"If we're anywhere from 20-to-40 temperature-wise, we're fine," said Don Renzulli, the NHL's senior vice president of events and entertainment.
However, any precipitation above a slight drizzle or a batch of flurries would pose problems. While snow looks great on TV during a football game, it is hardly conducive for hockey.
"I thought my outdoor days were done, for sure," said Crosby, a Nova Scotia native. "I didn't think I'd be playing outside in an NHL game."
NBC, a main force in getting this game on the schedule, has provided the NHL a wide window to squeeze the game in. If delays are necessary to clean the ice or wait out the weather, the plug won't be pulled quickly.
"We have all the monitors to see what's coming," Renzulli said. "We will have a weather station on the field. We are bringing in a weatherman. I think we're pretty well-covered, at least in preparing for what could happen. Then we'll see what happens.
"When the players get there, the adrenaline is going to be flowing and they're going to want to play this game as much as anyone else. We're going to wait it out. We're going to do everything we can to play this game."
From a players standpoint, that starts and really ends with being warm.
"Just layers. Who's prepared for this?" said Crosby, the Penguins captain. "We'll take our moms' advice. We'll probably change clothes between periods if we can, depending on how cold it is. Maybe we'll get a nice day and maybe it won't be that bad."
There are all kinds of scenarios the NHL is mulling should weather become so much of a factor that the game is unplayable. It's not just an issue for game day, but in the whole week of preparations.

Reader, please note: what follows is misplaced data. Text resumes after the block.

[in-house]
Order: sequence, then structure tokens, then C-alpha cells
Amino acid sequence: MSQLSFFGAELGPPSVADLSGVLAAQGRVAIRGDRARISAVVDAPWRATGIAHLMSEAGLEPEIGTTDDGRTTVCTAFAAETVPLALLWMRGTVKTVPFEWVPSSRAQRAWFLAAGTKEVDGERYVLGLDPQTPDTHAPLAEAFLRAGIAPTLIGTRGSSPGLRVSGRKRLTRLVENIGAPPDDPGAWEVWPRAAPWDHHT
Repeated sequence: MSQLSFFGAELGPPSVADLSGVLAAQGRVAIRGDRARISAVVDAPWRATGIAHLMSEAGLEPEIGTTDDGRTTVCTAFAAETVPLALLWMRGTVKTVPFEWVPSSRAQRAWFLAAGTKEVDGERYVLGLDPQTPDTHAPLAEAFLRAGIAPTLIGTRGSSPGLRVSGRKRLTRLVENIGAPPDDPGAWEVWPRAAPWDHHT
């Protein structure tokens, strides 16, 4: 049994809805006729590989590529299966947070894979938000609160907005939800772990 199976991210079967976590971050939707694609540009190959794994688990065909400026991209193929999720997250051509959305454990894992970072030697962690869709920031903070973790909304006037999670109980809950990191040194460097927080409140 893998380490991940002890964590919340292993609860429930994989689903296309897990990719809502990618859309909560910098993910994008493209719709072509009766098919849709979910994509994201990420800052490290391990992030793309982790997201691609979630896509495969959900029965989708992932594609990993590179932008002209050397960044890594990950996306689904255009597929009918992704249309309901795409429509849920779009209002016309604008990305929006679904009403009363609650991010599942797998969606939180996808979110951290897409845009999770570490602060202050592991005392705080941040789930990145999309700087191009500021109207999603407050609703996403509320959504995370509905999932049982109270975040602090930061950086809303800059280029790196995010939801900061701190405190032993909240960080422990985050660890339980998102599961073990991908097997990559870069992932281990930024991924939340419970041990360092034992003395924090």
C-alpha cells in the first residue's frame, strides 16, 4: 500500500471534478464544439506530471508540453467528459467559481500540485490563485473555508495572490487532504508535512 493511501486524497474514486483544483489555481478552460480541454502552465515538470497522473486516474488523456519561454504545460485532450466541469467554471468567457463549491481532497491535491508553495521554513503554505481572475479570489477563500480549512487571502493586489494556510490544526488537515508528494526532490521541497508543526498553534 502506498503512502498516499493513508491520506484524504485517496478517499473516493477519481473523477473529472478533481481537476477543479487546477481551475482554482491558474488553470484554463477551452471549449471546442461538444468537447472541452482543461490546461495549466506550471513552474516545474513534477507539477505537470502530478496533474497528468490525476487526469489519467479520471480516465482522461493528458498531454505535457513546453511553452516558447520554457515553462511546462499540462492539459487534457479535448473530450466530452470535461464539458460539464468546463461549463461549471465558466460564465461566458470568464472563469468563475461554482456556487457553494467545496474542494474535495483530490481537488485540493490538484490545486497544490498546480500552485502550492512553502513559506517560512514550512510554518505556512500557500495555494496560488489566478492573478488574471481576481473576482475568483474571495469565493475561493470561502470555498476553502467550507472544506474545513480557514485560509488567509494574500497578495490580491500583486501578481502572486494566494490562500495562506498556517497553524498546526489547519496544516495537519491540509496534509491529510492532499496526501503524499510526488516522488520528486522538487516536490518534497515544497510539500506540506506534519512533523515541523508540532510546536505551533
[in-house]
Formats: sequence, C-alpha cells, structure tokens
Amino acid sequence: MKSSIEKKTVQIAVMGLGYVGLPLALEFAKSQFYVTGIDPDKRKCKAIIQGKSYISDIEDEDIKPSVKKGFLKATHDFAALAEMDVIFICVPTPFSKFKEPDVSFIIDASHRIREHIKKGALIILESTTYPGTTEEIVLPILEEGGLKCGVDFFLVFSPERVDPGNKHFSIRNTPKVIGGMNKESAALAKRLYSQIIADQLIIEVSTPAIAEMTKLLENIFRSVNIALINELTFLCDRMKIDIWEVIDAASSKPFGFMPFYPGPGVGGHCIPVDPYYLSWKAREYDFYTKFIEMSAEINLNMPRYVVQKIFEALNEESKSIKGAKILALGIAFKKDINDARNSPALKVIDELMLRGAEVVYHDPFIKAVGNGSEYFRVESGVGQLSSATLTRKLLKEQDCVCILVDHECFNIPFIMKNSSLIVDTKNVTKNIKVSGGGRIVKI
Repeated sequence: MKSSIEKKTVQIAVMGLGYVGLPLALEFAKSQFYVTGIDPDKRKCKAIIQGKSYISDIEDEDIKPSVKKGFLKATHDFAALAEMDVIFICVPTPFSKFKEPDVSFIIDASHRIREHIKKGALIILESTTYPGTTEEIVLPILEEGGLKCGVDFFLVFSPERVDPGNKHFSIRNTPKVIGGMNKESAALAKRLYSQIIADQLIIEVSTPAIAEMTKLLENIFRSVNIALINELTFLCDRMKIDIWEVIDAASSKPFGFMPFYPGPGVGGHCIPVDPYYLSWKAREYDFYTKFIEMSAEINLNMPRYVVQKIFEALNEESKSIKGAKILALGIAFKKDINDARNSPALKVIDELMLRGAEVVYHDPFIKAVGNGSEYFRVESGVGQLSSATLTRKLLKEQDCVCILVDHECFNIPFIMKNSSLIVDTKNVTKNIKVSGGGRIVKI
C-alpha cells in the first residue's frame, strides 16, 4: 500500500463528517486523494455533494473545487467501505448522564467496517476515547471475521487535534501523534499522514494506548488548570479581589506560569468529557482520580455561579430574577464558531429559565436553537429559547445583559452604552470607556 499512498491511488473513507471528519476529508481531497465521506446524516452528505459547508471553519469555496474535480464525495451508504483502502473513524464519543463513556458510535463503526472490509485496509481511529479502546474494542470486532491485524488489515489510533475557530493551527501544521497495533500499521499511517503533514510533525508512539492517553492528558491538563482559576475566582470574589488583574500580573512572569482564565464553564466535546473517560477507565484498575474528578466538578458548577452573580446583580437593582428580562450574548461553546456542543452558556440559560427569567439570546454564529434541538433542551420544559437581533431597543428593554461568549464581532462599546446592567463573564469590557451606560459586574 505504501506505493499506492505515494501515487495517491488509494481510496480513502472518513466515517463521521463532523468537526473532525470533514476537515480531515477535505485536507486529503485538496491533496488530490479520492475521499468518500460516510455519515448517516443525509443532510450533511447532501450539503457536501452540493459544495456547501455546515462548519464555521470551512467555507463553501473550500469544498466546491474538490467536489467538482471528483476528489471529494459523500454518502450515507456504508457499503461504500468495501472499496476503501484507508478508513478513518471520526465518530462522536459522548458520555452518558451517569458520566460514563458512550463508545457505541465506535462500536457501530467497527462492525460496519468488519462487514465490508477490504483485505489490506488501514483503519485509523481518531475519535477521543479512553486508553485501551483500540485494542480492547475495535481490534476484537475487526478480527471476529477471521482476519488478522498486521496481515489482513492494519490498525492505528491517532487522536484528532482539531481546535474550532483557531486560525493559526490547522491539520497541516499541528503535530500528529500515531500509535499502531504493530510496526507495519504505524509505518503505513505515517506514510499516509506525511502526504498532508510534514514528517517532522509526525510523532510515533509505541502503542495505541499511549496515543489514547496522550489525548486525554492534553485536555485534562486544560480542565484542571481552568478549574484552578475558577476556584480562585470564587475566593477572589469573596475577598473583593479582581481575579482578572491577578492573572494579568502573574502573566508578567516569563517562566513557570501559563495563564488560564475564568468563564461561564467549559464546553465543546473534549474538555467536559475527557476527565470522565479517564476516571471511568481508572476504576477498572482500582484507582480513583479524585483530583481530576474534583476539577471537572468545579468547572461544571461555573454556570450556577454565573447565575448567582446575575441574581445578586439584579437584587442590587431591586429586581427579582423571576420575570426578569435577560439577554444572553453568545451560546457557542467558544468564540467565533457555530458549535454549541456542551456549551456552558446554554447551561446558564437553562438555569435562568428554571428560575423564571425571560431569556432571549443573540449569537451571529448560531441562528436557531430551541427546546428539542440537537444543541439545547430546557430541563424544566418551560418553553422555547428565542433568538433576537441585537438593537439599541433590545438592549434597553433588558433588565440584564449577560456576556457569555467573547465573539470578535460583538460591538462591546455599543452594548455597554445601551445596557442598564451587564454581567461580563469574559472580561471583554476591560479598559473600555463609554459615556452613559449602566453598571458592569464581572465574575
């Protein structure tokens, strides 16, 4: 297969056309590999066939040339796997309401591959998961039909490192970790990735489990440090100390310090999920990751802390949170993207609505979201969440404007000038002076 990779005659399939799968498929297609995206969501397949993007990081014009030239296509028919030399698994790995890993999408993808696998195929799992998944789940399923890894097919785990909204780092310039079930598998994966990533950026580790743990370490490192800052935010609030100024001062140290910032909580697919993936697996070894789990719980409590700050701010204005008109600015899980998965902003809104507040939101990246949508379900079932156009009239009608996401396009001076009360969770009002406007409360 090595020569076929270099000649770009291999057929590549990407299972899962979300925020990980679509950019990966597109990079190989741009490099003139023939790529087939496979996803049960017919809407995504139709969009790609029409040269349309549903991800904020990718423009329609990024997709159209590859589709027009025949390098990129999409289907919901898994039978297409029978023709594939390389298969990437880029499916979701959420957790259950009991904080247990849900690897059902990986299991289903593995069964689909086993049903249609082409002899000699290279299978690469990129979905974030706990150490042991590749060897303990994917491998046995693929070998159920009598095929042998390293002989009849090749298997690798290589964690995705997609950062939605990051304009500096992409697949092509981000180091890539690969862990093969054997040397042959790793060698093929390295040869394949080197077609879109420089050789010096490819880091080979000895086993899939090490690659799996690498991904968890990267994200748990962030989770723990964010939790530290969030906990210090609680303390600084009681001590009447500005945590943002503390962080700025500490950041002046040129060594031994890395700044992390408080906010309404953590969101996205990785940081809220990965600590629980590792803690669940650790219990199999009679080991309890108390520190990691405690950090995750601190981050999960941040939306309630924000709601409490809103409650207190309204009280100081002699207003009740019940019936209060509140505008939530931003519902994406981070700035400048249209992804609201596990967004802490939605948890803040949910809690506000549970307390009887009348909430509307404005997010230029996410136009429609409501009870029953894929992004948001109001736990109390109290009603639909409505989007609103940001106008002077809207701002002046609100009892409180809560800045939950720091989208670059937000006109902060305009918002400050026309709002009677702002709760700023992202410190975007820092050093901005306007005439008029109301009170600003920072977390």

High winds made life a little difficult, but all signs pointed to being ready for practice on the rink Monday and then the game Tuesday.
Nothing quite like Sabres defenseman Toni Lydman used to go through as a kid back home in Finland.
"We had practices where you actually couldn't really see the puck because it was snowing so hard," he said. "They would blow it out, and it took about 15 minutes, and then you followed the puck along the ice. You would see the snow flying around, so you had to follow the trail."
That won't be a problem this time. NBC is employing as many cameras as it would use for the Stanley Cup finals, including an extra one in a helicopter.
Can't do that for an inside game.
U.S. television viewers don't really have anything to compare this to. The Heritage Classic in Edmonton wasn't broadcast south of the border, except as part of the NHL's Center Ice package.
If this one works out, expect another one next year. New Year's Day has always been one for college football. Hockey is looking to make a dent.
There is already a buzz among several teams interested in hosting the next one. College stadiums could be used, maybe even a matchup of the Penguins and Philadelphia Flyers on Joe Paterno's turf out at Penn State.
For now, Crosby is focused on Tuesday.
"It'll be fun," the 20-year-old forward said. "It's a regular-season game so you still have to be ready, but it's a little different circumstances. Everyone, I think, is going to enjoy it. It's a unique experience and I think we all feel fortunate to be playing in it.
"There could've been 28 other teams given the opportunity. We are able to say we did it, so hopefully everything will work out."